EXUMA II (Repertoire Germany)
Ah, the gnu year. Hope yours has been as nice and as tippy-top as mine has been, given we're only three days into the thing! And if I do say so myself I surely have been having a good time of it so far even though old fogey me has gotta admit that it's a pretty hard FACT to cram down the throat that FORTY years ago (1967) the hippie generation was comin' into musical and teenage-trend power helping to change rock & roll from a wild, garage-band/moptop-dominated sound to boring images of the Old West filtered through a folkie's eyes, while THIRTY years back ('77) a powerful musical movement that was bound and determined to stand atop the dungpile of disco doldrums and "classic" radio hackery yelling STOP!!!! with a mighty fury was making itself known and getting ignored en-masse for all its troubles. Twenny years back...well, by then we all kinda got the idea that the battle was over. Just who WON the war (if it was one to begin with) wasn't quite discerned, but as I was saying 2007 has been kind to me so far, especially with the nice weather we're having here in Western Pee-Yay and all the fun and games I've been engaging in ever since I got all of my Christmas presents in full working order.
But I'm not writing this post to tell you about the weather or all the fun I'm having with my Etch-A-Sketch either. Naw, I'd rather tell you all about the first BLOG TO COMM-sanctioned "archival dig" of '07, mainly this Cee-Dee reissue of the second el-pee that was put upon this earth for us by none other than the mysterious Exuma! I mentioned Exuma in a post a few weeks or so back, about how this act played such New York beergardens as Max's Kansas City not only during the early-seventies (the Sam Hood period) but during the "punk-active" mid/late portion of the decade where they'd be stuck on bills with local punkabilly band the Wherewolves amongst other suitable up 'n comers. Stuff like that always seems to get my interest up, especially since I never was able to shake off this weird devotion/obsession I have with New York (and related) musings during the sixties and seventies but as Imants Krumins once said that's MY problem.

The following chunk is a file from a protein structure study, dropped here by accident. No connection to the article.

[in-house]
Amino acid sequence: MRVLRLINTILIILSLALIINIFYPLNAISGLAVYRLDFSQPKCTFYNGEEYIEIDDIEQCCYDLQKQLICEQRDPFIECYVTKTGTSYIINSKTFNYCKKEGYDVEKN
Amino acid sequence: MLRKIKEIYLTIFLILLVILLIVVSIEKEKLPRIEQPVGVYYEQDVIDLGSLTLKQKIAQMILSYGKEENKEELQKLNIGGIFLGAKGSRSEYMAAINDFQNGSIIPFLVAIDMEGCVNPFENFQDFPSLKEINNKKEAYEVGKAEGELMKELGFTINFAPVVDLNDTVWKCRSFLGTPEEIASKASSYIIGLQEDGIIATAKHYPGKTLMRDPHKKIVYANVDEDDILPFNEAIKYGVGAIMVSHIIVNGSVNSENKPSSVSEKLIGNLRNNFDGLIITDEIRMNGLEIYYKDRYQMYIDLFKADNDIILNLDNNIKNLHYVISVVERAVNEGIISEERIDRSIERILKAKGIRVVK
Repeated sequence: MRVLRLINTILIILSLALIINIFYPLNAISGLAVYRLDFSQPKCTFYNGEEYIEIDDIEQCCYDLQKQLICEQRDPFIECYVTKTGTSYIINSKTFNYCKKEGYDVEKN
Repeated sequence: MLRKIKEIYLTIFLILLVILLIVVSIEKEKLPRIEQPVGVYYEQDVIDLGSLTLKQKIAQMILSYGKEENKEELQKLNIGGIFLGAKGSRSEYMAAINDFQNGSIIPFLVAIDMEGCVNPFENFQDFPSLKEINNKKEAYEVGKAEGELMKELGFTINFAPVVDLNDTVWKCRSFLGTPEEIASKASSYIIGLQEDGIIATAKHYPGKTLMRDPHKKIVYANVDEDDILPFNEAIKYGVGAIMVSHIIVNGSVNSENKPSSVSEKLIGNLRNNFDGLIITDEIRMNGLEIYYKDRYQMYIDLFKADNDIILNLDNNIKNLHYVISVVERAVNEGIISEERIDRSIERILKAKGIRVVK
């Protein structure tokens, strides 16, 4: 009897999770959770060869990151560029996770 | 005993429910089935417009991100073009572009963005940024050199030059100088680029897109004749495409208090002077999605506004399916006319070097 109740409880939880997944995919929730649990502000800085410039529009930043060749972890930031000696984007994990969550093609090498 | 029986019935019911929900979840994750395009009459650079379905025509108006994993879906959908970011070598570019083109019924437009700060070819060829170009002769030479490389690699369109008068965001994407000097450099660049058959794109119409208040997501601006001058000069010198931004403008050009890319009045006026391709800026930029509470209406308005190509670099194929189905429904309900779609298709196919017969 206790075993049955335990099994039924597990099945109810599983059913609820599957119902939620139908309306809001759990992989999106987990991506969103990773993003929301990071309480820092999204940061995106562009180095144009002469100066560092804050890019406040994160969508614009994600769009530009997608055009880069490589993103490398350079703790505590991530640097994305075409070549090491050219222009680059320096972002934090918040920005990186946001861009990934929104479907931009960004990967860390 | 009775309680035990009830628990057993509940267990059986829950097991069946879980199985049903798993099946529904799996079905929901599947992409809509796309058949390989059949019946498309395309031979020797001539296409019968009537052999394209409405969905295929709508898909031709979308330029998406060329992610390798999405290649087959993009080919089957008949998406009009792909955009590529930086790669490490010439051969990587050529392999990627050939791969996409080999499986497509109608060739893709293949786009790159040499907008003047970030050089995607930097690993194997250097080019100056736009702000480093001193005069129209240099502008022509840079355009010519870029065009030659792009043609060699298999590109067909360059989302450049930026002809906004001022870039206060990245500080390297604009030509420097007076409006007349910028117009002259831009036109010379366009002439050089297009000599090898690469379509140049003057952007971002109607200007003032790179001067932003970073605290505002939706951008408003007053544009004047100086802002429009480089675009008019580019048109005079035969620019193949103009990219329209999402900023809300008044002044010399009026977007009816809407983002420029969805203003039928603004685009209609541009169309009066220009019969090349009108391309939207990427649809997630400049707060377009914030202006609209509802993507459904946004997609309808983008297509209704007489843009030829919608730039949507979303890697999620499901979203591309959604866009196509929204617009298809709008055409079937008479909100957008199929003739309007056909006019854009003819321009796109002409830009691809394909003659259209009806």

Well, I did get hold of this second disque of Exuma's originally released in the voodoo-active year of 1970, and in the process I've learned a little more about this act than I thought I ever would, like Exuma was NOT some under-the-covers rock band who just happened to name themselves after an exotic locale (a la the short-lived Calabria) like I originally thought but a man whose band of percussionists and chanters just happened to be named after him just like those other Max's regulars Alice Cooper and Von Lmo. And not surprisingly, Exuma the man (originally going by the nom-de-birth of McFarlane Anthony McKay) was actually FROM Exuma in the Bahamas which is where he must've gotten a lotta the mysterioso spirituality that not only permeates this disc but woulda wowed a Max's audience the same way Alice, Lmo and all those freak passerbys did during that great glorious age of underground spuzz! And what's really surprising about Exuma is that he had been at it (under his original moniker) since the early-sixties folk boom but have no fear, there is not ONE moment of black folkie introspect, no John Bassette dantiness straight out of the Cat Stevens book of etiquette or Ritchie Havens bellow for tepid "freedom" to be heard on this offering. And aren't you glad about that?